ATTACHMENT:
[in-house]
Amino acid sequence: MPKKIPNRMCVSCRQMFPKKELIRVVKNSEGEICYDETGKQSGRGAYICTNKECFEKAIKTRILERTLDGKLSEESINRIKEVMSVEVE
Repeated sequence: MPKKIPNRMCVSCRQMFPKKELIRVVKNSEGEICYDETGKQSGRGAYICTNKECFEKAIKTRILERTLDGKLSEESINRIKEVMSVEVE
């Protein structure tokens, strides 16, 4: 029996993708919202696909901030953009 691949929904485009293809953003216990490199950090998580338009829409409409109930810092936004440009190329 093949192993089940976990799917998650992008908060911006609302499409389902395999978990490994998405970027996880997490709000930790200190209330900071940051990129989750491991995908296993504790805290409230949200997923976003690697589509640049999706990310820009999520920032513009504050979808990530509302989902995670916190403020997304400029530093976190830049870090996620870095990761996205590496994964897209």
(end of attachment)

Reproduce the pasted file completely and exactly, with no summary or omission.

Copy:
[in-house]
Amino acid sequence: MPKKIPNRMCVSCRQMFPKKELIRVVKNSEGEICYDETGKQSGRGAYICTNKECFEKAIKTRILERTLDGKLSEESINRIKEVMSVEVE
Repeated sequence: MPKKIPNRMCVSCRQMFPKKELIRVVKNSEGEICYDETGKQSGRGAYICTNKECFEKAIKTRILERTLDGKLSEESINRIKEVMSVEVE
């Protein structure tokens, strides 16, 4: 029996993708919202696909901030953009 691949929904485009293809953003216990490199950090998580338009829409409409109930810092936004440009190329 093949192993089940976990799917998650992008908060911006609302499409389902395999978990490994998405970027996880997490709000930790200190209330900071940051990129989750491991995908296993504790805290409230949200997923976003690697589509640049999706990310820009999520920032513009504050979808990530509302989902995670916190403020997304400029530093976190830049870090996620870095990761996205590496994964897209």